“The birthplace of freedom”
This traditionally black neighborhood of several blocks in Atlanta includes Martin Luther King, Jr.'s birth home, the Ebenezer Baptist Church where he was a pastor, and his gravesite. Martin Luther King, Jr., was the nation's most prominent leader in the 20th-century struggle for civil rights.
Born in 1929, he excelled as a student and graduated from Atlanta's Morehouse College in 1948. Also in 1948 he was ordained at the Ebenezer Baptist Church. Following his ordination, he became Assistant Pastor of Ebenezer. He later studied at the Crozer Theological Seminary in Pennsylvania, then graduate studies at the University of Boston. In 1954, King became the pastor of the Dexter Avenue Baptist Church in Montgomery, Alabama. Following Rosa Parks' refusal to move to the back of a bus in Montgomery, Martin Luther King, Jr., led the successful Montgomery Bus Boycott from 1955 to 1956 (381 days). In 1957 he was elected president of the Southern Christian Leadership Conference (SCLC), an organization formed to provide new leadership for the now burgeoning civil rights movement.
He moved back to Atlanta in 1960 and was co-pastor with his father at the Ebenezer Baptist Church while still President of the SCLC. Martin Luther King, Jr., worked tirelessly to assure the passage of the Civil Rights Act of 1964 and the Voting Rights Act of 1965. He was arrested 30 times for his participation in civil rights activities and delivered some of the most famous speeches of the 20th century including his speech at the March on Washington in 1963, his acceptance speech of the Nobel Peace Prize, his last sermon at Ebenezer Baptist Church, and his final "Mountaintop" speech in Memphis. King was assassinated in 1968 in Memphis, Tennessee, where he was helping striking sanitation workers.
Located at 449 Auburn Ave. The King Center for nonviolent social change is also the final resting place of Dr. King. Nearby is also Freedom Hall has exhibits dedicated to Martin Luther King Jr. and his Wife, Mohandas Ghandi and Rosa Parks. Located on the premises is a bookstore, a theater/auditorium and hallways full of artwork from all around the world. Serenely located in a courtyard sitting atop a plinth jutting out of a reflecting pool is the tomb of Martin Luther King Jr. and his beloved Wife.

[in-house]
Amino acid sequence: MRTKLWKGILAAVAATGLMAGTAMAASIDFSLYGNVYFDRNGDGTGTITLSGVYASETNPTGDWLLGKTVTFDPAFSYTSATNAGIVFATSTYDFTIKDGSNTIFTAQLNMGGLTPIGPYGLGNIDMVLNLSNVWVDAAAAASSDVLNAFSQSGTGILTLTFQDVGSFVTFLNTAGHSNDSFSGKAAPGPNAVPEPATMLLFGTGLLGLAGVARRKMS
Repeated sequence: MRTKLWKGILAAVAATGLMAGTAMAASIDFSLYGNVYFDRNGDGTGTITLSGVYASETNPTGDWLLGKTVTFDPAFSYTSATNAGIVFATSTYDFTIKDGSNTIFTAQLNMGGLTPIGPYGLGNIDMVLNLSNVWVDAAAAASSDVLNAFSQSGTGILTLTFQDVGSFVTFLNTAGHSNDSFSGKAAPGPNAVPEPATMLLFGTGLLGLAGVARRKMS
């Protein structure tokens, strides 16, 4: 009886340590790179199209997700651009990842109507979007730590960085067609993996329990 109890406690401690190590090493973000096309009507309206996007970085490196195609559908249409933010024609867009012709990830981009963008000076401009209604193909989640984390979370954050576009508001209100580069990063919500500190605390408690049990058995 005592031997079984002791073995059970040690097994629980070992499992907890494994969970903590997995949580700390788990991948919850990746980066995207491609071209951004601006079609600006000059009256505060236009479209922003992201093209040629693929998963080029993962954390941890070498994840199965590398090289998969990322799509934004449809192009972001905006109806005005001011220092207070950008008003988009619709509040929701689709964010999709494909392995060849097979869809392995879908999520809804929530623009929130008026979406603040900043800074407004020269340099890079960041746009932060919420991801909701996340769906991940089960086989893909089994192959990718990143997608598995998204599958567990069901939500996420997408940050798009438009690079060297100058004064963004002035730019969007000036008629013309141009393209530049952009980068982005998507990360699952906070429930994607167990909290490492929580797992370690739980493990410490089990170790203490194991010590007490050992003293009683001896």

We started at the king center, went to ebenezer baptist church, the crypts reflecting pool and memorial center, then to Martin Luther King Jr's birth home, all within walking distance of the free car park. All the sights were informative and moving, though all of them were closing around the time we arrived (5pm). It was great to see such a well thought out exhibit dedicated to one of the most important men in world history, with great insight into his life and work.
Martin Luther King jr. was born in Atlanta and grew up in the small community of Sweet Auburn. In 1980 the National Parks Service declared several buildings an historical site in honor of Dr. King. The site includes the King’s boyhood home, Ebenezer Baptist church, the King center and a Visitors Center.
Plan to spend at LEAST 2 hours if you visit this site! Sprawled across a few blocks are MLK's home, museum, tomb, and center for nonviolent resistance. There are a hundred plaques to read and a lot of rich history to learn. Although MLK is the main attraction, there are also galleries devoted to Rosa Parks and Ghandi. If you are in the area, I strongly advise you to visit these historical sites.
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Martin Luther King Jr National Historic Site
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